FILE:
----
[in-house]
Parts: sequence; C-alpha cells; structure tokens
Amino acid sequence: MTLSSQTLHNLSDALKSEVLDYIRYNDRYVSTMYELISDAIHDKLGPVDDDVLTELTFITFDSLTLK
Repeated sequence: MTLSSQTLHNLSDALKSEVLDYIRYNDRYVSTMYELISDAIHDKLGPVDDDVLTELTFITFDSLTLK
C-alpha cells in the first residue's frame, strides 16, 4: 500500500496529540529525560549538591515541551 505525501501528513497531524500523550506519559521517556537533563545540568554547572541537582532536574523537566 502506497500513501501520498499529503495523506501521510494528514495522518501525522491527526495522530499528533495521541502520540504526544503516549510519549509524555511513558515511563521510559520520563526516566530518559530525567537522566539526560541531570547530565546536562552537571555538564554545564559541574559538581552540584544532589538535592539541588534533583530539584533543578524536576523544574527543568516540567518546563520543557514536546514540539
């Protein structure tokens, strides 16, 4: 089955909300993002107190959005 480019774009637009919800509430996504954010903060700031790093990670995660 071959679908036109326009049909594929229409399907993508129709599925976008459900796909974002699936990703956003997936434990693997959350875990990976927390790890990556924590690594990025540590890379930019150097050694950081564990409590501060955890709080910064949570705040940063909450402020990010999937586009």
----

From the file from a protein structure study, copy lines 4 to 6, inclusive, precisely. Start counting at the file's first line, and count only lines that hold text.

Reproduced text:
Repeated sequence: MTLSSQTLHNLSDALKSEVLDYIRYNDRYVSTMYELISDAIHDKLGPVDDDVLTELTFITFDSLTLK
C-alpha cells in the first residue's frame, strides 16, 4: 500500500496529540529525560549538591515541551 505525501501528513497531524500523550506519559521517556537533563545540568554547572541537582532536574523537566 502506497500513501501520498499529503495523506501521510494528514495522518501525522491527526495522530499528533495521541502520540504526544503516549510519549509524555511513558515511563521510559520520563526516566530518559530525567537522566539526560541531570547530565546536562552537571555538564554545564559541574559538581552540584544532589538535592539541588534533583530539584533543578524536576523544574527543568516540567518546563520543557514536546514540539
């Protein structure tokens, strides 16, 4: 089955909300993002107190959005 480019774009637009919800509430996504954010903060700031790093990670995660 071959679908036109326009049909594929229409399907993508129709599925976008459900796909974002699936990703956003997936434990693997959350875990990976927390790890990556924590690594990025540590890379930019150097050694950081564990409590501060955890709080910064949570705040940063909450402020990010999937586009």